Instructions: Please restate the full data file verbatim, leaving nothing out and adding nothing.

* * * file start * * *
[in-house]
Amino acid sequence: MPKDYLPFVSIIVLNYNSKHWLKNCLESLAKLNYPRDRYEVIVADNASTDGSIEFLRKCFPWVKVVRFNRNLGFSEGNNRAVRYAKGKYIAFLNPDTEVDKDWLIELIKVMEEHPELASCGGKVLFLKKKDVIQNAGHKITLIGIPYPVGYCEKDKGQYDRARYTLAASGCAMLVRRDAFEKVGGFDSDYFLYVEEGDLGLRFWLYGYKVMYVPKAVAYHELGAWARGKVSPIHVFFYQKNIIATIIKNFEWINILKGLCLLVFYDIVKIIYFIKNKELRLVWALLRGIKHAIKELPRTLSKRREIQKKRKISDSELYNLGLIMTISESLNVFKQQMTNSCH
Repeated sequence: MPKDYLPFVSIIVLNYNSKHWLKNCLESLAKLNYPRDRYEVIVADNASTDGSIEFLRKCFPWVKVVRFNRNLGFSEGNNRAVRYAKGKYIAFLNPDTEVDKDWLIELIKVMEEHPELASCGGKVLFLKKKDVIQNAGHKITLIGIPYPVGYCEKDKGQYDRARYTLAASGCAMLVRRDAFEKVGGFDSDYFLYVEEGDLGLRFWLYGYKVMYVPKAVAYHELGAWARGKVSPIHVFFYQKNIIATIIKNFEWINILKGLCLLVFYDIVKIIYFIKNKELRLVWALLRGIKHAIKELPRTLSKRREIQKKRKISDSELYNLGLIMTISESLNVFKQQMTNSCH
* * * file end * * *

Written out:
[in-house]
Amino acid sequence: MPKDYLPFVSIIVLNYNSKHWLKNCLESLAKLNYPRDRYEVIVADNASTDGSIEFLRKCFPWVKVVRFNRNLGFSEGNNRAVRYAKGKYIAFLNPDTEVDKDWLIELIKVMEEHPELASCGGKVLFLKKKDVIQNAGHKITLIGIPYPVGYCEKDKGQYDRARYTLAASGCAMLVRRDAFEKVGGFDSDYFLYVEEGDLGLRFWLYGYKVMYVPKAVAYHELGAWARGKVSPIHVFFYQKNIIATIIKNFEWINILKGLCLLVFYDIVKIIYFIKNKELRLVWALLRGIKHAIKELPRTLSKRREIQKKRKISDSELYNLGLIMTISESLNVFKQQMTNSCH
Repeated sequence: MPKDYLPFVSIIVLNYNSKHWLKNCLESLAKLNYPRDRYEVIVADNASTDGSIEFLRKCFPWVKVVRFNRNLGFSEGNNRAVRYAKGKYIAFLNPDTEVDKDWLIELIKVMEEHPELASCGGKVLFLKKKDVIQNAGHKITLIGIPYPVGYCEKDKGQYDRARYTLAASGCAMLVRRDAFEKVGGFDSDYFLYVEEGDLGLRFWLYGYKVMYVPKAVAYHELGAWARGKVSPIHVFFYQKNIIATIIKNFEWINILKGLCLLVFYDIVKIIYFIKNKELRLVWALLRGIKHAIKELPRTLSKRREIQKKRKISDSELYNLGLIMTISESLNVFKQQMTNSCH